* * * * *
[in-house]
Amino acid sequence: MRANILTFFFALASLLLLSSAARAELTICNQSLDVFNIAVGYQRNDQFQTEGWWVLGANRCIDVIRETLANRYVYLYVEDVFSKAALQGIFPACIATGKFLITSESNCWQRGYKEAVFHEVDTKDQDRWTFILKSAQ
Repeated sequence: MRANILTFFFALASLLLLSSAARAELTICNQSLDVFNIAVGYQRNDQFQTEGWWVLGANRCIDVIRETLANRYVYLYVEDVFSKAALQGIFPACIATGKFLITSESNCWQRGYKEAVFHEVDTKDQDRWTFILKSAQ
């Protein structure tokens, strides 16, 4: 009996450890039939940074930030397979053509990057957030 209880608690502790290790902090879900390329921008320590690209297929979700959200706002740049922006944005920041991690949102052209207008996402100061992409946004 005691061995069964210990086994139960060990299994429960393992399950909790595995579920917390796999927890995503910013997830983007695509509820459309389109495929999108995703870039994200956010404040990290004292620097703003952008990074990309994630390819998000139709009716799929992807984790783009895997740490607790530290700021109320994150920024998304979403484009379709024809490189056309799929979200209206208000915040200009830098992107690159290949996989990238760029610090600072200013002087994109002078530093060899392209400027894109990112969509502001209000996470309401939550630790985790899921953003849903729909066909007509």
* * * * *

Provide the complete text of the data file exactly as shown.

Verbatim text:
[in-house]
Amino acid sequence: MRANILTFFFALASLLLLSSAARAELTICNQSLDVFNIAVGYQRNDQFQTEGWWVLGANRCIDVIRETLANRYVYLYVEDVFSKAALQGIFPACIATGKFLITSESNCWQRGYKEAVFHEVDTKDQDRWTFILKSAQ
Repeated sequence: MRANILTFFFALASLLLLSSAARAELTICNQSLDVFNIAVGYQRNDQFQTEGWWVLGANRCIDVIRETLANRYVYLYVEDVFSKAALQGIFPACIATGKFLITSESNCWQRGYKEAVFHEVDTKDQDRWTFILKSAQ
């Protein structure tokens, strides 16, 4: 009996450890039939940074930030397979053509990057957030 209880608690502790290790902090879900390329921008320590690209297929979700959200706002740049922006944005920041991690949102052209207008996402100061992409946004 005691061995069964210990086994139960060990299994429960393992399950909790595995579920917390796999927890995503910013997830983007695509509820459309389109495929999108995703870039994200956010404040990290004292620097703003952008990074990309994630390819998000139709009716799929992807984790783009895997740490607790530290700021109320994150920024998304979403484009379709024809490189056309799929979200209206208000915040200009830098992107690159290949996989990238760029610090600072200013002087994109002078530093060899392209400027894109990112969509502001209000996470309401939550630790985790899921953003849903729909066909007509």